How to Get Prior Authorizations for Migraine Medications Approved

How to Get Prior Authorizations for Migraine Medications Approved

Celebrities such as Kristin Chenoweth, Whoopi Goldberg, Hugh Jackman, Serena Williams, Ben Affleck, Virginia Madsen, Lady Gaga, Lisa Kudrow, Jennifer Morrison, James Cromwell, Khloe Kardashian Whitney Cummings, and Terrell Davis are all living with migraine disease (Glaser, 2023). Many have contributed to raising awareness for the migraine community by bringing national attention to migraine, a neurological condition that affects almost 40 million Americans.

Migraine is a neuroinflammatory disorder that tends to occur across a patient’s lifespan. Patients experience episodic exacerbations and age-dependent changes in clinical presentation and prevalence. The understanding of migraine shifted in the late 1990s. Modern understanding of migraine pathophysiology radically changed the migraine treatment paradigm, ushering in a new era of migraine-specific therapies such as 5-hydroxytryptamine 1F (5-HT1F) receptor agonists followed by calcitonin gene-related peptide (CGRP) receptor antagonists (Gibb & Al-Arabi, 2023). 

Many patients, inspired by celebrities endorsing new migraine medications on TV, visit their primary care provider or neurologist with a list of medications they want to try. As a headache provider, I have seen terrific results with countless patients who started using the migraine-specific medications and finally got their lives back, stolen by migraine years ago, in some cases as long as 30-40 years ago. As thrilled as I have been by a high success rate of the CGRP inhibitors in the last 3-4 years, I also face countless obstacles, both foreseen and unforeseen, when I complete prior authorizations (PA) to get these medications approved or renewed for my patients. I’ve been working closely with several specialty pharmacists specializing in headache medications and would like to share the helpful tips I have learned.

Insurance Companies follow the American Headache Society (AHS) Consensus Statement

The insurance companies follow the “American Headache Society consensus statement: Update on integrating new migraine treatments into clinical practice” by Ailani, J., Burch, R. C., Robbins, M. S., & Board of Directors of the American Headache Society. (2021).¹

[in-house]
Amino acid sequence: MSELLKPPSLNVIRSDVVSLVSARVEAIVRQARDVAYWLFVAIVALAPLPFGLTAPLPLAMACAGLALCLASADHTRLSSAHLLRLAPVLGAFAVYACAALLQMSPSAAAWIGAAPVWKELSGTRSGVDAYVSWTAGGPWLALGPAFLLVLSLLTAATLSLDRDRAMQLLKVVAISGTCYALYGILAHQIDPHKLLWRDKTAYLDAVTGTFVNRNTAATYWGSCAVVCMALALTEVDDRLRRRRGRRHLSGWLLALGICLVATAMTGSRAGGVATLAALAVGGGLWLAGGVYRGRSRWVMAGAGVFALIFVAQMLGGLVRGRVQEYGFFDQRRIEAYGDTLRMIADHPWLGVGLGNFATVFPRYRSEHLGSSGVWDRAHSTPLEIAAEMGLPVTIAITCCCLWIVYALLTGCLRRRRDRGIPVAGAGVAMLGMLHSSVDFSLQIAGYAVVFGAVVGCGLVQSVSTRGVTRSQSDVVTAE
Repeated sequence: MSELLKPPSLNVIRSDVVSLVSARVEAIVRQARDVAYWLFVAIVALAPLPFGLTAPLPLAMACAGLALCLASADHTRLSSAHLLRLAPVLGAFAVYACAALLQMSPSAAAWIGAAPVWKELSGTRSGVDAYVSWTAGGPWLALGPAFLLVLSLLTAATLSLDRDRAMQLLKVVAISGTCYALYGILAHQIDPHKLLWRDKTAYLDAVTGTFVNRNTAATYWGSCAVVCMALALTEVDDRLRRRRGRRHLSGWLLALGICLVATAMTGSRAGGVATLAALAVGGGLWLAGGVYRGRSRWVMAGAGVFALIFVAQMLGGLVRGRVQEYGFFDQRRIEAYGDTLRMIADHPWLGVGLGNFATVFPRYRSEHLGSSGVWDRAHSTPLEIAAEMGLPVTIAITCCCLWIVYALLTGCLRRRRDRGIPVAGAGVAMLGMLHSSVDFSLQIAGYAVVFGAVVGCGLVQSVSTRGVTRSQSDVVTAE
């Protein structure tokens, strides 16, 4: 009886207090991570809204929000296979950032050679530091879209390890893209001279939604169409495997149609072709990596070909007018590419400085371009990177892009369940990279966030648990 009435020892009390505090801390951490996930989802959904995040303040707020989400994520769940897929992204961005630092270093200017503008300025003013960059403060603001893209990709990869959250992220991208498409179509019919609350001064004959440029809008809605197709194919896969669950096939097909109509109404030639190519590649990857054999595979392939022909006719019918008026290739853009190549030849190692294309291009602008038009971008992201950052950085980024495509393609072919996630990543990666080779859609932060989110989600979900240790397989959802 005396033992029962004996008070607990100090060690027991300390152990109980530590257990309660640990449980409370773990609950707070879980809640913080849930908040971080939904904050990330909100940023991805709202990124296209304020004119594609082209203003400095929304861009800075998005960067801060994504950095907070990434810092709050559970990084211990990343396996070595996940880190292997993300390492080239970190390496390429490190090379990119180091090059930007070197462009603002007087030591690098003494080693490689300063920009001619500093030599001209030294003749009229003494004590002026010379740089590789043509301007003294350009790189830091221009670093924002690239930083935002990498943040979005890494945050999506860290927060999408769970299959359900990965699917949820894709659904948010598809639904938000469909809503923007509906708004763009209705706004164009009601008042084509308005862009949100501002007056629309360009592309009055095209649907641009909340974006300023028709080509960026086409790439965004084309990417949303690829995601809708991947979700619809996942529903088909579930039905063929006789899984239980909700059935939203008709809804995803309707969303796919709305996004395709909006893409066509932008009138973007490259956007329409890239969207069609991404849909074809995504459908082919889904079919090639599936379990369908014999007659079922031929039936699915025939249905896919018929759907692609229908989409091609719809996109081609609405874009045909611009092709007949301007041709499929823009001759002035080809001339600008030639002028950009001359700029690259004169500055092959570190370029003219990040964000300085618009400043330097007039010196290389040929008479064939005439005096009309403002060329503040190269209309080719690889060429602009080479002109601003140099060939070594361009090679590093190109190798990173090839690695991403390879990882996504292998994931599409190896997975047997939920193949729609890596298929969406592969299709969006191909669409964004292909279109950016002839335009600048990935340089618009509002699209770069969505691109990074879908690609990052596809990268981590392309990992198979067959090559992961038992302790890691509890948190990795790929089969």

Please, see Appendix 1 Optimizing drug selection to help guide you.

History of Present Illness (HPI) Documentation

Certain information needs to be documented in the chart under HPI in order for all questions on a PA to be answered. Otherwise, PA will be returned as incomplete or will be denied. Quite often, office or pharmacy staff will skip these questions if they cannot find the answers in the chart that often results in PA denials. 

The exact number of migraine headache days per month needs to be documented. The examples of the questions on PAs could include the following:

  • How many migraine headache days per month does the patient have?
  • How many headache days did the patient have PRIOR to starting the treatment with the requested agent? It is important to document if you gave your patient samples, they saw significant improvement, and you documented the improvement in their chart.
  • Does the patient have more than 4 migraine headache days a month?
  • Does the patient have more than 8 migraine headache days a month?
  • Does the patient have more than 15 migraine headache days a month?
    • For patients with 15 or more migraine headache days per month some insurance plans will only cover medications approved for chronic migraine such as atogepant (Quilipta) or onabotulinumtoxinA (Botox).
    • Some insurances will not cover CGRP monoclonal antibodies if the patient has more than 15 headache days a month. They often state they do not cover “experimental treatments” such as galcanezumab (Emgality) for chronic migraine.

Choose Your Diagnosis Correctly

When your staff completes a PA for a migraine-specific medication in CoverMyMeds, they need to answer the question: “Does the patient have one of the following conditions?

  • Episodic migraine with aura
  • Episodic migraine without aura
  • Chronic migraine with aura
  • Chronic migraine without aura

If you choose a very specific diagnosis such as “ocular migraine” or “persistent migraine aura without cerebral infarction,” the person who completes a PA may not see that diagnosis in the drop-down and may answer “no” to the question, which will result in denial.

If You Order A Migraine Preventive Medication, Medication Overuse Headache Needs to be Ruled Out

Many insurance plans will ask you a question if Medication Overuse Headache has been ruled out, especially if you prescribe CGRP monoclonal antibodies. 

You Will Need to Complete PAs Every 6 to 12 Months Depending on the Insurance Plan and Provide Supporting Visit Notes